Audio recordings of echolocation calls indicate the tiny canyon bat is extending its range into B.C. (Photo by Maura Thoenes, iNaturalist.org)

Audio recordings of echolocation calls indicate the tiny canyon bat is extending its range into B.C. (Photo by Maura Thoenes, iNaturalist.org)

New bat moving into B.C.

Canyon bat recorded at Skaha Bluffs near Penticton

It hasn’t been seen yet, but new species of bat has been heard making its way into the Okanagan, joining the roughly 14 species of bats already in the province.

Writing in the Okanagan Bats newsletter, biologist Mike Sarell said the echolocation calls of the canyon bat have been recorded at multiple locations in the Skaha Bluffs area.

“Early spring recordings suggest that they may even be hibernating in the park,” he wrote. “It’s weak flight makes it more apt to live in canyons where it is protected from strong wind.”

An example of Canyon Bat echolocation call sequence from Skaha Bluffs near Penticton. Courtesy Okanagan Community Bat Program.

The canyon bat is a very small bat, found in rugged deserts in western North America. Its call was recorded once before in B.C. several years ago, west of Osoyoos. But as this was a single incident, the B.C. Bat Conservation Centre considered it accidental.

Biologist Orville Dyer is also cautious about these latest recordings, noting that the audio recordings are still a little uncertain.

“If you get the right one and it is nice and clean, you can separate bat species with fair confidence, not 100 per cent confidence,” said Dyer. “We will wait for a capture in hand, or some genetic evidence — sometimes we can analyze bat guano — before we actually confirm that it is truly here.”

Dyer said it is possible the canyon bat has been living in B.C. for some time, just in numbers too low to be detected.

A new session of bat counts began July 11, running to Aug. 5, with bat watchers through B.C. being asked to do at least two counts at roosts they are observing.

Margaret Holm, with the Okanagan Community Bat Program, explains that a count earlier this year focused on adult bats, but this one is on the maternal colonies. Female bats give birth to a single pup, and now are starting to teach them to fly.

Related: Keeping track of bats in the Okanagan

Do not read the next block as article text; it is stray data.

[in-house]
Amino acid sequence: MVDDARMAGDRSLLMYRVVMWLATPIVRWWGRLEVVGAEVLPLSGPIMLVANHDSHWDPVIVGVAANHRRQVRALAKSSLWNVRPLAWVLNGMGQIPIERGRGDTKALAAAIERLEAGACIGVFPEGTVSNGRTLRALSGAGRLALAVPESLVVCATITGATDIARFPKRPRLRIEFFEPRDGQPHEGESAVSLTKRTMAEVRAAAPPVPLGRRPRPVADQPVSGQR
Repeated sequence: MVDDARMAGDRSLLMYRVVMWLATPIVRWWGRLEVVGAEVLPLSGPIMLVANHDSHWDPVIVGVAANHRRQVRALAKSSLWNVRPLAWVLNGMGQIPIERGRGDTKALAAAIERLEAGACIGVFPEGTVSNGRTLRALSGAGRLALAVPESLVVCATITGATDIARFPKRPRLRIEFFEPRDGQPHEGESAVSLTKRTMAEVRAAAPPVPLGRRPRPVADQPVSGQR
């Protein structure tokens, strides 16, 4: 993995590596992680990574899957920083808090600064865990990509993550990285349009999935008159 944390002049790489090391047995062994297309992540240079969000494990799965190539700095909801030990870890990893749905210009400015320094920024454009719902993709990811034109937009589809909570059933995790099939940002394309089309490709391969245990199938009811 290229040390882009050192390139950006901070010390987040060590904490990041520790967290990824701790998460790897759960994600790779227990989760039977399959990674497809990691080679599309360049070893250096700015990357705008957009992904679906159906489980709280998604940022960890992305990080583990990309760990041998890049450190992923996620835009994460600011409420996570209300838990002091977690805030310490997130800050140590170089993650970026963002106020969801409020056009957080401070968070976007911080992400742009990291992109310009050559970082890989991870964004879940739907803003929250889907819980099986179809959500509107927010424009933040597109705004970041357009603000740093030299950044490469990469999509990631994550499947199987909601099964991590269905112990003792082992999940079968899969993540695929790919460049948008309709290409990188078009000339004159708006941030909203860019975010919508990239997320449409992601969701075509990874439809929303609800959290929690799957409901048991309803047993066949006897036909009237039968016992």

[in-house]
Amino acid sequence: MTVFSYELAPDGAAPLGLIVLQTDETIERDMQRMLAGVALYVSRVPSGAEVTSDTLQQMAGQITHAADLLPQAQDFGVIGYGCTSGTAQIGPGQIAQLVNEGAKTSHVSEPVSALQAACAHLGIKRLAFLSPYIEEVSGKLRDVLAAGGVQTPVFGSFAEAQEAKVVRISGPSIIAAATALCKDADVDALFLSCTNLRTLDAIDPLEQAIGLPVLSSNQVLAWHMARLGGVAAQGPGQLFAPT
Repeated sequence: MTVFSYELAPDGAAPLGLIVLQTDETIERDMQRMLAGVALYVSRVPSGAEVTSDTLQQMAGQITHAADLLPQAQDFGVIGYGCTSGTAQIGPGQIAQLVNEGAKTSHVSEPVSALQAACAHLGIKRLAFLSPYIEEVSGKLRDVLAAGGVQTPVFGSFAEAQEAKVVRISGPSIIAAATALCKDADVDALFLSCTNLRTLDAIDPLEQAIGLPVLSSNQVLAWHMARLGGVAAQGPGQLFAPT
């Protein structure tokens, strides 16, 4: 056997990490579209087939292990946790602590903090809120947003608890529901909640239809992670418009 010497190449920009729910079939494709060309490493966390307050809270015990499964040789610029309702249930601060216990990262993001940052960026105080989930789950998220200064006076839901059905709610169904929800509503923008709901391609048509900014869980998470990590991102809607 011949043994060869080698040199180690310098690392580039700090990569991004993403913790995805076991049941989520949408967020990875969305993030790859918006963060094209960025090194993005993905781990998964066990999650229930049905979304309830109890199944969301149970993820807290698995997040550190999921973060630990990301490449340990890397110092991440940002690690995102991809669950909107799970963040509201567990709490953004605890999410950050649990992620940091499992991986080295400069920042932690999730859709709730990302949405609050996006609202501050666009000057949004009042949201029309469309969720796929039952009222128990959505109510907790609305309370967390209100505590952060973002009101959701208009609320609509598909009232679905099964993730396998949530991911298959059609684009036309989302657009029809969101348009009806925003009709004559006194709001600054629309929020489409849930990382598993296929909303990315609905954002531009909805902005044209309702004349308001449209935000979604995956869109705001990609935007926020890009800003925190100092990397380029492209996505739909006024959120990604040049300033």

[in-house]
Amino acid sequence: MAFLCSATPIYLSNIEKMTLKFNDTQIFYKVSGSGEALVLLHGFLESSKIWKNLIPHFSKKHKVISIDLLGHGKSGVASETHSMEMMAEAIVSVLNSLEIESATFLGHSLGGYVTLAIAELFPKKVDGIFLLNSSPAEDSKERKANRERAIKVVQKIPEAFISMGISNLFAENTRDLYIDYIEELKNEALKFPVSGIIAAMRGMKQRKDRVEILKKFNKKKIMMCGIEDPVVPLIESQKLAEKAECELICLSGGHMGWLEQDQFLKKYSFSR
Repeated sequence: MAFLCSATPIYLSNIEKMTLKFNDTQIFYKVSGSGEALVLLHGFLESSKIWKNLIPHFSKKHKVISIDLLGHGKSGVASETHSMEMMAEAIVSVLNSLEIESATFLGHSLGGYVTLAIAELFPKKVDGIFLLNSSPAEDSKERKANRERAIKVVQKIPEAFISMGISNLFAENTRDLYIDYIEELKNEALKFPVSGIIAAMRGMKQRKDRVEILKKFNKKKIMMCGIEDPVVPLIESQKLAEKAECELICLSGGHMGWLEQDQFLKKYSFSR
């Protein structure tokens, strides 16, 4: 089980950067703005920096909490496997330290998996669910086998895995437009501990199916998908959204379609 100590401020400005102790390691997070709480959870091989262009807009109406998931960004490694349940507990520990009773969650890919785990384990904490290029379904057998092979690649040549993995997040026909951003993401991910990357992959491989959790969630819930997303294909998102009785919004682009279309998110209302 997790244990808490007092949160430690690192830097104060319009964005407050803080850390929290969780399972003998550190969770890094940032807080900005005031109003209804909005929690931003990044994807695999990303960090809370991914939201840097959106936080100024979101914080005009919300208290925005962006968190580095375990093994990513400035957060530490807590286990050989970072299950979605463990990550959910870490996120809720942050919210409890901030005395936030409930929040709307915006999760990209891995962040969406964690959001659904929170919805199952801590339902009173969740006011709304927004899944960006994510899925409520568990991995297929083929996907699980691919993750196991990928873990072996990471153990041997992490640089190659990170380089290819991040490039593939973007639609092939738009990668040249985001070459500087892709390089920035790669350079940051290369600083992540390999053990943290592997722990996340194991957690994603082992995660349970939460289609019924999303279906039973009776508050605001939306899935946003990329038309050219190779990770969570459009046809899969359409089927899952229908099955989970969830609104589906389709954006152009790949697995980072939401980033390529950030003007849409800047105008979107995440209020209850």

“This is the second count period. If it is a good year, you are probably counting twice as many bats at the same location as you did six weeks ago,” said Holm. “We’ve had some hot weather, but fairly good weather in general, so I would think that it’s been a good year.”

Holm added bats are specific about the time they come out, which is at twilight, about 9:15 p.m. at this time of year.

“They will all come out within 20 minutes to half an hour of each other,” said Holm. “I know the Okanagan Bat Program really appreciates people helping in a consistent way. For instance, making a commitment to count once or twice during the summer and send in their results.“

With the exit hole from the colony located, she explained, it’s as easy as setting up a lawn chair and counting the bats as they emerge. Some colonies, like ones in barns, might have more than one exit, making a count more complicated.

“But you only count them once as they exit. You don’t count the ones that are flying around,” said Holm. “It is kind of a neat thing for people to do. Some people have told me their bats come out from under their dock.”

Audio counts are also done, conducted by specialized teams. Dyer said using the audio sensor reveals a whole new world of bats.

“It is a really something to go outside with a bat detector. You can see some bats, but with the detector, you can hear them and they are way more numerous than you can imagine,” said Dyer. “You can look up and you won’t see them, but you can hear them on the detector.”

Related: Researchers eavesdropping on Okanagan bats


Steve Kidd
Senior reporter, Penticton Western News
Email me or message me on Facebook
Follow us on Facebook | Twitter | Instagram

Get local stories you won't find anywhere else right to your inbox.
Sign up here

Just Posted

An aerial shot of Cedar Valley Lodge this past August, LNG Canada’s newest accommodation for workers. This is where several employees are isolating after a COVID-19 outbreak was declared last Thursday (Nov. 19). (Photo courtesy of LNG Canada)